That these mortgages became labelled ‘liar loans’ says it all. If you still have a self-cert product, you now have options.

Today’s contractor mortgages are more relevant and at competitive interest rates. They’re akin to ‘prime’ rated High St mortgages, but have broader categories of eligibility.

Are all contractors eligible for contract-based underwriting?

Contractor mortgages aren’t limited to a specific class of contractor, nor even to contractors. Anyone can apply for one of a number of mortgage products that best suits their employment model.

This breadth of accommodation may interest those who consider themselves freelancers, too. The available range of mortgages for contractors includes (but isn’t limited to):

  • first time buyers;
  • home movers and remortgages;
  • contractors working in any industry sector, not just IT;
  • applicants with less-than-perfect credit scores;
  • newbie contractors, yet to amass years of prerequisite accounts for a self-employed mortgage.

What’s the catch?

Today, lenders who favour contractors have no hidden agenda. Since the Mortgage Market Review, transparency is – or should be – a given.

Thus, deposits, interest rates and mortgage terms are no different for contractors. You may even find that your broker has an exclusive deal that the High Street can’t touch.

One reason that happens is because the broker does all the vetting for the lender. Plus, with contractors’ high income, they’re more than worthy mortgage candidates.

But if we can, here’s a word of warning. There are IFAs who claim to offer contractor mortgages, but actually don’t. Some draw contractors in on purpose; others through sheer ignorance.

To help you out, we’ve prepared a cheat sheet. It can help you choose the right specialist broker for your status:

How do I know if I’m getting a genuine contractor mortgage?

There may be hundreds of IFAs and/or brokers in your area and online. It’s crucial that you research each before choosing one.

Especially for contractors, make sure you’re getting a genuine contactor mortgage.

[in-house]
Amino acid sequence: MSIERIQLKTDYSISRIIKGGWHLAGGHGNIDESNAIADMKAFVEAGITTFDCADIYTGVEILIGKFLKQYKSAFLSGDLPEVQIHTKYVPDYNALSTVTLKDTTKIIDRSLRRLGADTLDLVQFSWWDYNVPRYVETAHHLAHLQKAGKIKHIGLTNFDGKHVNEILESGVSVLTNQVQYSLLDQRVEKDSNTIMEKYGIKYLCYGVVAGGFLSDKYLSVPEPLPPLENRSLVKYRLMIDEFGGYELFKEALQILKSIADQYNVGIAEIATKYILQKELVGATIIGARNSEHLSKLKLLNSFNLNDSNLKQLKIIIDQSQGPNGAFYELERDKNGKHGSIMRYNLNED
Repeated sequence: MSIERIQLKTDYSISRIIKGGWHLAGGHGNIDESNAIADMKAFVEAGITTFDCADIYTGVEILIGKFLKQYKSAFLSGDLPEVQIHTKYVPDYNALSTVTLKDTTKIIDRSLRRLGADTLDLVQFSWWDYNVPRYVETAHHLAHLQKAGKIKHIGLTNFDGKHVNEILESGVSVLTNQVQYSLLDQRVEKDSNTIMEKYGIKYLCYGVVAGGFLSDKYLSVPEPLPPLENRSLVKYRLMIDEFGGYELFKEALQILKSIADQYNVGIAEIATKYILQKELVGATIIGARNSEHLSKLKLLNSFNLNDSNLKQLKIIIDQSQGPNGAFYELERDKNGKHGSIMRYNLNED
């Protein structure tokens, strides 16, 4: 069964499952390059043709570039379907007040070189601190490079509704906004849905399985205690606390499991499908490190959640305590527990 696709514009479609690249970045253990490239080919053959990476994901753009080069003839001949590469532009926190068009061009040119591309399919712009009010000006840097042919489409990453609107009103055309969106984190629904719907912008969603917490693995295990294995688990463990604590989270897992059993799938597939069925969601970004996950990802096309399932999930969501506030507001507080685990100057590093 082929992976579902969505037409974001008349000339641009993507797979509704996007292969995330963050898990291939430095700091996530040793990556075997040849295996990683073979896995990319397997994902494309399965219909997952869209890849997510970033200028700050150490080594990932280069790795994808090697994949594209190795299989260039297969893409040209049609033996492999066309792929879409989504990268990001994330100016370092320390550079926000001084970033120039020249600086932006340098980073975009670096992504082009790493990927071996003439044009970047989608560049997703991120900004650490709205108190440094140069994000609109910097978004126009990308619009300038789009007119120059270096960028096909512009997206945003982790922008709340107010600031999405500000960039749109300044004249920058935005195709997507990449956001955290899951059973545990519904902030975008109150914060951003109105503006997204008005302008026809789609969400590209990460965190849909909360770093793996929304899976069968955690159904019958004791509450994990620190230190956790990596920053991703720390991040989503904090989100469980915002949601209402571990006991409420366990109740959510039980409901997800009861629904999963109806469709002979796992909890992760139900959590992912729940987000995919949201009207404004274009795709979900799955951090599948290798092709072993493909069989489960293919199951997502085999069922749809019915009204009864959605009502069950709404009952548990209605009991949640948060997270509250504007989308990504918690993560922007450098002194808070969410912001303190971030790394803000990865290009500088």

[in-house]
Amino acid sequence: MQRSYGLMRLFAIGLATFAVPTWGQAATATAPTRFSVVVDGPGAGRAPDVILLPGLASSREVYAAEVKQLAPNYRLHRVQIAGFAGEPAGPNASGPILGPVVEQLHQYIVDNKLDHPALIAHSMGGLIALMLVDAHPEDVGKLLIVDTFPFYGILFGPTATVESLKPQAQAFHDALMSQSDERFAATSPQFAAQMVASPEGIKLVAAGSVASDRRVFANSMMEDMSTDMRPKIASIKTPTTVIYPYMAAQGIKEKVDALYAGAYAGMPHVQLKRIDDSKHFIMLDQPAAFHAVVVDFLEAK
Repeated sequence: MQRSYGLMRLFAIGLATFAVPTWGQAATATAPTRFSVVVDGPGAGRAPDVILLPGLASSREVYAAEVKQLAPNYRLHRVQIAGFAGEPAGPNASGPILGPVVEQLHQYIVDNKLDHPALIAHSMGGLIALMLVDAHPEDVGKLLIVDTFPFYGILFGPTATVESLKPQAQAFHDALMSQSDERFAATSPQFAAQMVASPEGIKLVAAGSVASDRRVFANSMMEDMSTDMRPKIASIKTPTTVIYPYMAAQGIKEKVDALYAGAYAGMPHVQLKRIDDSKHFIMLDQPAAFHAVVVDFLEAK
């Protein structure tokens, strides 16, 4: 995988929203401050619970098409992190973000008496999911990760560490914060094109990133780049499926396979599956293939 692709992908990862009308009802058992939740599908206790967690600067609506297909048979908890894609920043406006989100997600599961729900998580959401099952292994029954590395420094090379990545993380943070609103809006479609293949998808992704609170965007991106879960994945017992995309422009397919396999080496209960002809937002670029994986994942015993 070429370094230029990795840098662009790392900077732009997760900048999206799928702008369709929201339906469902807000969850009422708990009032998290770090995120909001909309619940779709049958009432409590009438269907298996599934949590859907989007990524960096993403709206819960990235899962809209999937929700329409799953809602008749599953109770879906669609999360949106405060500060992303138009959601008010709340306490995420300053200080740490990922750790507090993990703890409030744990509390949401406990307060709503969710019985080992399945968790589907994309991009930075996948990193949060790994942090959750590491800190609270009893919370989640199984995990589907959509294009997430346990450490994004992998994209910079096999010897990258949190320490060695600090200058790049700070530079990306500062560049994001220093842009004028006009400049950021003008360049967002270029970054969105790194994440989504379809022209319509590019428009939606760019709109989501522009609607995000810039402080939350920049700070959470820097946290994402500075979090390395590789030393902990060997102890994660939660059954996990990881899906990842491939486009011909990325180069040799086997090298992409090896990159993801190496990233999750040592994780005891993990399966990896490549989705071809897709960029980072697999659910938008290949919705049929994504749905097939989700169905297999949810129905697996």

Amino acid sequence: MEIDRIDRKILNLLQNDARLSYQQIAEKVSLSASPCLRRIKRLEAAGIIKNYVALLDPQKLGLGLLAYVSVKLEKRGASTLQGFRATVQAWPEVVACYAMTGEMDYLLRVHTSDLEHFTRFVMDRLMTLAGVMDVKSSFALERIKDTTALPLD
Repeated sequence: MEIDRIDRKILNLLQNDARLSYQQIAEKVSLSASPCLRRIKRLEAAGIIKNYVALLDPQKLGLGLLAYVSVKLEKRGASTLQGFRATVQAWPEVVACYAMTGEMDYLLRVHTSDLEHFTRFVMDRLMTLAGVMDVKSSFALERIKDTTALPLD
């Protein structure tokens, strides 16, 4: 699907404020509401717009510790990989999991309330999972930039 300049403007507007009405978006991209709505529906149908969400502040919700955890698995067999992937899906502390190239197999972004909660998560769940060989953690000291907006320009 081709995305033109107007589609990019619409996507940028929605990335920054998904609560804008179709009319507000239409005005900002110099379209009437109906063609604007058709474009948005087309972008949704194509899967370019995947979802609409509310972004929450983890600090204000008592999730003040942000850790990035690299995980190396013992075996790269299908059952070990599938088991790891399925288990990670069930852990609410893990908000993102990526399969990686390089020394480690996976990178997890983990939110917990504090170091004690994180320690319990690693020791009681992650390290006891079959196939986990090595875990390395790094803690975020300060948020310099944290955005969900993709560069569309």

If an IFA tries to send you down the self-employed mortgage route, ask yourself why. Challenge them with the concept of contract-based underwriting. If it’s alien to them, any forthcoming offer may not reflect your true affordability.

And do remember: a failed credit search is more than a black mark on your profile. It could deter other lenders from offering you a mortgage. Don’t commit unless a lender uses your contract rate to secure a ‘Decision in Principle’.

Make sure that their interest rates compete with similar High Street mortgages. And, yes: you will have to find a deposit. But ensure it’s in line with the amount you want to borrow.

Check how much they charge in fees; all IFAs and brokers will. That includes built-in percentages they may ask you to pay.

And do double-check how much the mortgage will cost you in total. If one broker’s example is a lot higher than another’s, that’s a red light.

Don’t be shy: ask them why!

And last but not least, ensure they’re registered with the Financial Services Authority (FSA). If they are, they will have strict standards to uphold.

Most brokerages wouldn’t jeopardise their license for the sake of a sly few extra quid. But, yes: it’s always worth checking your chosen broker over first.

Is a mortgage broker worth their fee?

For a PAYE employee, engaging the services of a broker isn’t always necessary. But for someone whose payment structure is off the beaten track, then: yes!

The likelihood is that going direct to a local branch will end in in heartache.

A specialist mortgage broker should be able to outline a contractor’s total earnings potential. They’ll then present their application to mortgage underwriters just so.

This acumen will garner that contractor a mortgage 4 or 5 times their annualised income. That’s often irrespective of the regularity of contracts or how they receive their income.

They do all this without requiring the reams of accounts that most high street lenders demand.

Specialist brokers know the contractor mortgage market inside out. For most, it’s the only field in which they operate.

Experience then enables them to tell the contractor up front if an application is apt to succeed. They’ll even know which lender is most suited to their status at a glance.

High Street lenders have less experience of this kind of application, if any. It’s critical to grasp the importance of getting it right first time.